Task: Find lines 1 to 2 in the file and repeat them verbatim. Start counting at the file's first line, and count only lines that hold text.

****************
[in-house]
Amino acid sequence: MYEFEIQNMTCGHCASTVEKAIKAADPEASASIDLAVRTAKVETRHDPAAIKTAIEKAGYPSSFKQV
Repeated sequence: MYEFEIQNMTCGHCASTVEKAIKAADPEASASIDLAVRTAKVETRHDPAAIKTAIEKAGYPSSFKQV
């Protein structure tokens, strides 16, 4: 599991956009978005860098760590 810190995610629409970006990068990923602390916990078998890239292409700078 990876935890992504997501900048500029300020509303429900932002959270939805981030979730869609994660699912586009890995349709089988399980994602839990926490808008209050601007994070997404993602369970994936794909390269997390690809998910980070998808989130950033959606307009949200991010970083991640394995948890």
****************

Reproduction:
[in-house]
Amino acid sequence: MYEFEIQNMTCGHCASTVEKAIKAADPEASASIDLAVRTAKVETRHDPAAIKTAIEKAGYPSSFKQV